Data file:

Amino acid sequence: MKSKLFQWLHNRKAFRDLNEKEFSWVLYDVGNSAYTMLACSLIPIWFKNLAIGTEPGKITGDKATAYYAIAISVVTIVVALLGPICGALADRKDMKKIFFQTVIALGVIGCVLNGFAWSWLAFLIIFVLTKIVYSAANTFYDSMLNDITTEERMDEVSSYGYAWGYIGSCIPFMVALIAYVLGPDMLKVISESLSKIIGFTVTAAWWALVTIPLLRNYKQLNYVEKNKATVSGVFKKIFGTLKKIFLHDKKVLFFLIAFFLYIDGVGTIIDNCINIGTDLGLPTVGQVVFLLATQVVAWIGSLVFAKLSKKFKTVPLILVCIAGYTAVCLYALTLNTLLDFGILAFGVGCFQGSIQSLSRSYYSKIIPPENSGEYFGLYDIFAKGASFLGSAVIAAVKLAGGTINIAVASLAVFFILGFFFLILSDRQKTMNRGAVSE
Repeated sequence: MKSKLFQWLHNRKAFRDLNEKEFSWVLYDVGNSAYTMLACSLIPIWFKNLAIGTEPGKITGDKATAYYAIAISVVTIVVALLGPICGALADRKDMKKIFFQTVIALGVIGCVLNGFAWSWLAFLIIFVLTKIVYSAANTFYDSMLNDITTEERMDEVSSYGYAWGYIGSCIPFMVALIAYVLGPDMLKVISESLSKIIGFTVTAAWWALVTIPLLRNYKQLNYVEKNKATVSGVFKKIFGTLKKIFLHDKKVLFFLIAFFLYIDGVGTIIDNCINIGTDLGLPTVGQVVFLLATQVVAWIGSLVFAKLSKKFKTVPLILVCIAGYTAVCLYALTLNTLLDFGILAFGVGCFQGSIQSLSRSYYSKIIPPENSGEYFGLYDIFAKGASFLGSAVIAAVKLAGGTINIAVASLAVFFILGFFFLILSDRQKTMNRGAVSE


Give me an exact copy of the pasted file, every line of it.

Amino acid sequence: MKSKLFQWLHNRKAFRDLNEKEFSWVLYDVGNSAYTMLACSLIPIWFKNLAIGTEPGKITGDKATAYYAIAISVVTIVVALLGPICGALADRKDMKKIFFQTVIALGVIGCVLNGFAWSWLAFLIIFVLTKIVYSAANTFYDSMLNDITTEERMDEVSSYGYAWGYIGSCIPFMVALIAYVLGPDMLKVISESLSKIIGFTVTAAWWALVTIPLLRNYKQLNYVEKNKATVSGVFKKIFGTLKKIFLHDKKVLFFLIAFFLYIDGVGTIIDNCINIGTDLGLPTVGQVVFLLATQVVAWIGSLVFAKLSKKFKTVPLILVCIAGYTAVCLYALTLNTLLDFGILAFGVGCFQGSIQSLSRSYYSKIIPPENSGEYFGLYDIFAKGASFLGSAVIAAVKLAGGTINIAVASLAVFFILGFFFLILSDRQKTMNRGAVSE
Repeated sequence: MKSKLFQWLHNRKAFRDLNEKEFSWVLYDVGNSAYTMLACSLIPIWFKNLAIGTEPGKITGDKATAYYAIAISVVTIVVALLGPICGALADRKDMKKIFFQTVIALGVIGCVLNGFAWSWLAFLIIFVLTKIVYSAANTFYDSMLNDITTEERMDEVSSYGYAWGYIGSCIPFMVALIAYVLGPDMLKVISESLSKIIGFTVTAAWWALVTIPLLRNYKQLNYVEKNKATVSGVFKKIFGTLKKIFLHDKKVLFFLIAFFLYIDGVGTIIDNCINIGTDLGLPTVGQVVFLLATQVVAWIGSLVFAKLSKKFKTVPLILVCIAGYTAVCLYALTLNTLLDFGILAFGVGCFQGSIQSLSRSYYSKIIPPENSGEYFGLYDIFAKGASFLGSAVIAAVKLAGGTINIAVASLAVFFILGFFFLILSDRQKTMNRGAVSE